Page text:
Payday lender Wonga has collapsed into administration, it was announced today.
In a statement, Wonga said that having assessed all options, the board ‘concluded that it is appropriate to place the businesses into administration’.
It added: ‘Wonga customers can continue to use Wonga services to manage their existing loans but the UK business will not be accepting any new loan applications. Customers can find further information on the website.’
Grant Thornton is in the process of being appointed administrator.
Payday lender Wonga has collapsed into administration, it was announced today
On Wednesday, Wonga held emergency talks with the Financial Conduct Authority (FCA) over the impact of its collapse on existing customers, and over the weekend, Wonga had said it was ‘considering all options’.
Just a few weeks ago, shareholders – which include Balderton Capital, Accel Partners and 83North – pumped £10million into the firm in a bid to save it from going bust.
Wonga, which was eyeing a stock market float just five years ago, has been hit by tighter regulation around lending and a spike in compensation claims.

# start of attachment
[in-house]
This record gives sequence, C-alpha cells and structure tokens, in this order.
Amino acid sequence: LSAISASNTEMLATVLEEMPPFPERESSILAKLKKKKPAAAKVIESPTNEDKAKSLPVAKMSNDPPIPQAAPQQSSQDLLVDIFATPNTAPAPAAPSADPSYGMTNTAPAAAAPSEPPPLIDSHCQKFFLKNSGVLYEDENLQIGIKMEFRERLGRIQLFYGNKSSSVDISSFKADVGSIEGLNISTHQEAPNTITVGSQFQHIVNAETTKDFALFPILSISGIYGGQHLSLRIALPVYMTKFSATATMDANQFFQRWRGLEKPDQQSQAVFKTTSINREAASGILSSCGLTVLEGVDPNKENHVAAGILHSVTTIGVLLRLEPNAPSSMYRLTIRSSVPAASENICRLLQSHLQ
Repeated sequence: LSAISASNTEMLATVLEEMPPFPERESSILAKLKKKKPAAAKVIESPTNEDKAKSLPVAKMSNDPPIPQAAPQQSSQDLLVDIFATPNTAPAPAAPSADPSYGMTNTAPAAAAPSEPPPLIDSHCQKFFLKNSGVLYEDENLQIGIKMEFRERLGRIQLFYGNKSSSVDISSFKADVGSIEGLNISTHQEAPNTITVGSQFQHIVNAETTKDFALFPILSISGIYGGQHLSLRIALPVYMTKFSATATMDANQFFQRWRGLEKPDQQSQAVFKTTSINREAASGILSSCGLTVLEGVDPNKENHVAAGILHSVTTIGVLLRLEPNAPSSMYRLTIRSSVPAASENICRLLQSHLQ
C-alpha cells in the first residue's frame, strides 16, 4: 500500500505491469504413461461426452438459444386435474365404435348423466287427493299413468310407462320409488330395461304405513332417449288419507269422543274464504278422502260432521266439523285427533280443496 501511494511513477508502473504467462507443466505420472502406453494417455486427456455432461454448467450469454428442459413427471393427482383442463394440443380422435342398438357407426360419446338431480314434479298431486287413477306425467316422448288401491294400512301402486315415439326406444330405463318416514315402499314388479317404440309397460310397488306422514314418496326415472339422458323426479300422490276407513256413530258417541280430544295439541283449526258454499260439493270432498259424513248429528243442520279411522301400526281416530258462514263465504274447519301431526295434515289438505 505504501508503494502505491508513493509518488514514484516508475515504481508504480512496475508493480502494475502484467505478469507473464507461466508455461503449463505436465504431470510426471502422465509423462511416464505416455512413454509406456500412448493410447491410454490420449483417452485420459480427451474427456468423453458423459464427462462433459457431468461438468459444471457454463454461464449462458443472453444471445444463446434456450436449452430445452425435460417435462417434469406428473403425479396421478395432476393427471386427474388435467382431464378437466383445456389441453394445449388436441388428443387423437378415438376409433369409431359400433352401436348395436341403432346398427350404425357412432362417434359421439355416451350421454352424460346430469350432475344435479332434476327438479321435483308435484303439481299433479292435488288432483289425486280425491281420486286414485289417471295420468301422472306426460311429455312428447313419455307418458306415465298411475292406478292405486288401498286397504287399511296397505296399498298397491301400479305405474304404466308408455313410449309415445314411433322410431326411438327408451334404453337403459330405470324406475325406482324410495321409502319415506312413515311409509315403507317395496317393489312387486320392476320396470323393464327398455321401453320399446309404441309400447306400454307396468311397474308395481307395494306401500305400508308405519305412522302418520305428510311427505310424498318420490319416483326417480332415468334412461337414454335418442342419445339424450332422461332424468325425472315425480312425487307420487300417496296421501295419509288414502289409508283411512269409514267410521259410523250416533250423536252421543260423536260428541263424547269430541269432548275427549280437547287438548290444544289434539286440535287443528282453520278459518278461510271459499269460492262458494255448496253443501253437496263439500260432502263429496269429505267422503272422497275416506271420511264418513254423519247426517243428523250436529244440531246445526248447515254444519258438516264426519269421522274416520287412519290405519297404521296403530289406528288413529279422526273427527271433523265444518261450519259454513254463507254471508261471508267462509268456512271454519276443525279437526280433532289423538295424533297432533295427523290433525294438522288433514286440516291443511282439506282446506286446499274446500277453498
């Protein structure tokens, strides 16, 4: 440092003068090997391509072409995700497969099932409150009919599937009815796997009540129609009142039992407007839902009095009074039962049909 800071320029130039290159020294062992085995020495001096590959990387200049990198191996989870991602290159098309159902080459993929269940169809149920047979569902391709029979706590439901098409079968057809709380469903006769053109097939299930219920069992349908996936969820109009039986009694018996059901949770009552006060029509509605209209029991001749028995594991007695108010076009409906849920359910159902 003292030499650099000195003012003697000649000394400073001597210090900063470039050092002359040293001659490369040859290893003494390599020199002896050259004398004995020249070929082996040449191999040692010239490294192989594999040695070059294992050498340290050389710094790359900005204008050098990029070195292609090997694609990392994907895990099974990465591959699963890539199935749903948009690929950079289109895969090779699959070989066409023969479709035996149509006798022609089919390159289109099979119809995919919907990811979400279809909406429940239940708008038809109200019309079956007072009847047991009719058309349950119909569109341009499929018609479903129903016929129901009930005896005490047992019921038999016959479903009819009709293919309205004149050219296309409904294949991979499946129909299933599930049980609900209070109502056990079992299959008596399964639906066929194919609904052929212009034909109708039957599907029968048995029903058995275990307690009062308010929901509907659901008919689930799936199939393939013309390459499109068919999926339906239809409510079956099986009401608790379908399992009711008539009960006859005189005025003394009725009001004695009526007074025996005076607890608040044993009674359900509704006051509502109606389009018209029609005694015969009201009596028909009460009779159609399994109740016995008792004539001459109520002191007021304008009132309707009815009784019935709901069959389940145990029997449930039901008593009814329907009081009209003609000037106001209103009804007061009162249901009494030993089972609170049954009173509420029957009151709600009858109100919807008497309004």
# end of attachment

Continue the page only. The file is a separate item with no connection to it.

It blamed claims management companies for the rise, but said it was making progress against a transformation plan set out for the business.
Thousands of people currently seeking compensation from the firm could be left with nothing and will be expected to join a queue of creditors seeking the cash they are owed.
Wonga’s most recent accounts show that at the end of 2016 it owed £108.6million – double the figure from a year earlier.
Wonga, which was eyeing a stock market float just five years ago, has been hit by tighter regulation around lending and a spike in compensation claims
Wonga scaled the heights in the aftermath of the credit crunch when a flurry of struggling consumers took out short-term loans.
But the business has faced a barrage of criticism over the high interest it charges on its loans and it has been accused of targeting those who are vulnerable.
In 2014, the firm introduced a new management team and wrote off £220million of debt belonging to 330,000 customers after admitting making loans to people who could not afford to repay them.
In the same year, the FCA said it would bring in stricter affordability checks to the industry and introduce a cap on the cost of payday loans on the amount borrowed per day.